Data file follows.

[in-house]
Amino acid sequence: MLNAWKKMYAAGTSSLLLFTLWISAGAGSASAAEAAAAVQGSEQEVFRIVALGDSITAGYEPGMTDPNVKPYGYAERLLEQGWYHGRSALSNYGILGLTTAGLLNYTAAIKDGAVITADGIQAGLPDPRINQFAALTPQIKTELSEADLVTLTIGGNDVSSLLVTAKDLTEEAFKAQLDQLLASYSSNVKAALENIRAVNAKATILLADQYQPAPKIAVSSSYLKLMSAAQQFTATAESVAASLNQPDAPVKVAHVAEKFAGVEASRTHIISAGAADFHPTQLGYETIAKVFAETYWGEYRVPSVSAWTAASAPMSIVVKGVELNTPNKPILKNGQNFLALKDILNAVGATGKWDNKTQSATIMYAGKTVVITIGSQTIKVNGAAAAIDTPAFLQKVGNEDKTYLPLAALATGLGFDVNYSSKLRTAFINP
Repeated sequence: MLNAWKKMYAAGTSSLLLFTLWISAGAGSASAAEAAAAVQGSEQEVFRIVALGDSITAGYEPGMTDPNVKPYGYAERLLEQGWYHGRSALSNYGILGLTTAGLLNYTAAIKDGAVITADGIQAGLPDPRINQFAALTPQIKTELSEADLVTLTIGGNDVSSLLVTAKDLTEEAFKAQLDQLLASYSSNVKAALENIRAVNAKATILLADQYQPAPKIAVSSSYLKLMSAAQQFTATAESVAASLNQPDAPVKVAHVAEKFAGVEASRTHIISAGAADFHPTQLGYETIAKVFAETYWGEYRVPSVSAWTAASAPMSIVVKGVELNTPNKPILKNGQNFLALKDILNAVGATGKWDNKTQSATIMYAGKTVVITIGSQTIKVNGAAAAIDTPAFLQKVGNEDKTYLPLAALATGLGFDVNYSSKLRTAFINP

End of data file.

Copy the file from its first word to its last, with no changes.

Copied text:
[in-house]
Amino acid sequence: MLNAWKKMYAAGTSSLLLFTLWISAGAGSASAAEAAAAVQGSEQEVFRIVALGDSITAGYEPGMTDPNVKPYGYAERLLEQGWYHGRSALSNYGILGLTTAGLLNYTAAIKDGAVITADGIQAGLPDPRINQFAALTPQIKTELSEADLVTLTIGGNDVSSLLVTAKDLTEEAFKAQLDQLLASYSSNVKAALENIRAVNAKATILLADQYQPAPKIAVSSSYLKLMSAAQQFTATAESVAASLNQPDAPVKVAHVAEKFAGVEASRTHIISAGAADFHPTQLGYETIAKVFAETYWGEYRVPSVSAWTAASAPMSIVVKGVELNTPNKPILKNGQNFLALKDILNAVGATGKWDNKTQSATIMYAGKTVVITIGSQTIKVNGAAAAIDTPAFLQKVGNEDKTYLPLAALATGLGFDVNYSSKLRTAFINP
Repeated sequence: MLNAWKKMYAAGTSSLLLFTLWISAGAGSASAAEAAAAVQGSEQEVFRIVALGDSITAGYEPGMTDPNVKPYGYAERLLEQGWYHGRSALSNYGILGLTTAGLLNYTAAIKDGAVITADGIQAGLPDPRINQFAALTPQIKTELSEADLVTLTIGGNDVSSLLVTAKDLTEEAFKAQLDQLLASYSSNVKAALENIRAVNAKATILLADQYQPAPKIAVSSSYLKLMSAAQQFTATAESVAASLNQPDAPVKVAHVAEKFAGVEASRTHIISAGAADFHPTQLGYETIAKVFAETYWGEYRVPSVSAWTAASAPMSIVVKGVELNTPNKPILKNGQNFLALKDILNAVGATGKWDNKTQSATIMYAGKTVVITIGSQTIKVNGAAAAIDTPAFLQKVGNEDKTYLPLAALATGLGFDVNYSSKLRTAFINP